Program Proposal & Design

Call for Proposals   Image: Goumbik/Pixabay

Call for Proposals

The call for proposals is generally circulated from Study Abroad through departments on campus in February each year. If you wish to submit a proposal, they are due in June. The call will provide a specific deadline. Contact your dean for more details. Please submit them to 

Feel free to contact us is you have any questions!

Proposal Components

The original documents of your proposal will need to be reviewed and signed by the department head(s), associate dean(s), and/or dean(s) (whoever is responsible for approving courses as well as the program proposal). This is to ensure that the departments are fully aware of your program and its budget, avoiding any surprises during the planning and implementation process.

There are several components that make up the written section:

  1. Introduction
  2. Educational Value
  3. Financial Viability
  4. Degree of Safety/Risk Management Considerations
  5. Cross Cultural Competency Connections
  6. Potential Popularity



If everything here is well-articulated, it helps your advisor, the GSP advisory committee, and your students understand why your program is pedagogically and logistically sound and important. You can be concise but will need to make sure it is clear that you have thoroughly researched your locations and have a solid grasp of what you would be doing with your students and how. The location and topic may be unfamiliar to the committee, so some background information and visual tools, like maps and photographs, can be a big help.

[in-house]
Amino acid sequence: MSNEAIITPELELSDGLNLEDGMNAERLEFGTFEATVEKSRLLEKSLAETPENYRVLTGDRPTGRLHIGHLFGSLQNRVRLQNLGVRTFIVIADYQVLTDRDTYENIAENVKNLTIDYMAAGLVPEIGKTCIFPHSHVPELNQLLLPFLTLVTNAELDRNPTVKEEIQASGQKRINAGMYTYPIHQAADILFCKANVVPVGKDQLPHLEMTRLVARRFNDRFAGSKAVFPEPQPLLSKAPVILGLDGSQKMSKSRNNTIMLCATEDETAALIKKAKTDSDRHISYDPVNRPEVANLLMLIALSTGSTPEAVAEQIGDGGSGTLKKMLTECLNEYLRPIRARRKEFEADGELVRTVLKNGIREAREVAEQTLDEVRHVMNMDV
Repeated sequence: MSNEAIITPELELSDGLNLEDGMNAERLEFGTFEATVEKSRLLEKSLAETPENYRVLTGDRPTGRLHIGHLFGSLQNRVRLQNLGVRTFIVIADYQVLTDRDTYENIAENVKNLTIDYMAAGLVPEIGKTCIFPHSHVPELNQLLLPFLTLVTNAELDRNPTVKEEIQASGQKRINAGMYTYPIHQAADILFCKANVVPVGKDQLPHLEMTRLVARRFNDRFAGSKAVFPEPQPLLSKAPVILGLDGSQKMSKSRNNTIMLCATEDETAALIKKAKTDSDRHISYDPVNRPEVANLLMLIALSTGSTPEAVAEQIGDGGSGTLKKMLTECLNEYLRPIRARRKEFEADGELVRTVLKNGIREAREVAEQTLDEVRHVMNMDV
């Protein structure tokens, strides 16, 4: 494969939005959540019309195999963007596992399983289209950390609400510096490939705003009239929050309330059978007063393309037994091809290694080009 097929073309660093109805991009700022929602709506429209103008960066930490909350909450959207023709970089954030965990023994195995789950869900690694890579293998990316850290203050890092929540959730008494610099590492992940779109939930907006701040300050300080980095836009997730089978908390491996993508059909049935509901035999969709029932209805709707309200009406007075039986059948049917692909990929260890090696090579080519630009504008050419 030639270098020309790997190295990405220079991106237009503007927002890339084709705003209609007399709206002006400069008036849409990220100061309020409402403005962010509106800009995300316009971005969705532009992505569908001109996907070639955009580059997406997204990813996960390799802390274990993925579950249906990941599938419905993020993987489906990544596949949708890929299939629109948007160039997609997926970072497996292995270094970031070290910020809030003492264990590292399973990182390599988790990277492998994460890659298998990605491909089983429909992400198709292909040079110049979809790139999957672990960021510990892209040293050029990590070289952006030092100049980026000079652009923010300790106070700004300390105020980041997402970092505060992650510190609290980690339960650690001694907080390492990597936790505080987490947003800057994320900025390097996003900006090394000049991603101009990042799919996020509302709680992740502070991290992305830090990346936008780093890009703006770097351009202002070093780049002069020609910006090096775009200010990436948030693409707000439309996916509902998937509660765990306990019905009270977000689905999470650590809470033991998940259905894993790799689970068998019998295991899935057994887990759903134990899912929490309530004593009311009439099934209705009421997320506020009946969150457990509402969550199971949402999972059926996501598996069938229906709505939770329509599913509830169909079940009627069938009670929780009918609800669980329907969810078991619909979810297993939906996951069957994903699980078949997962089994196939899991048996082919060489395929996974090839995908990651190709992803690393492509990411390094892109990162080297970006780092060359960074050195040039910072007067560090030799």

It is very important that you are particularly thorough in your risk considerations section. Proposals lacking proper consideration in this area have been sent back to the faculty member who submitted the proposal for review and improvement during the implementation process.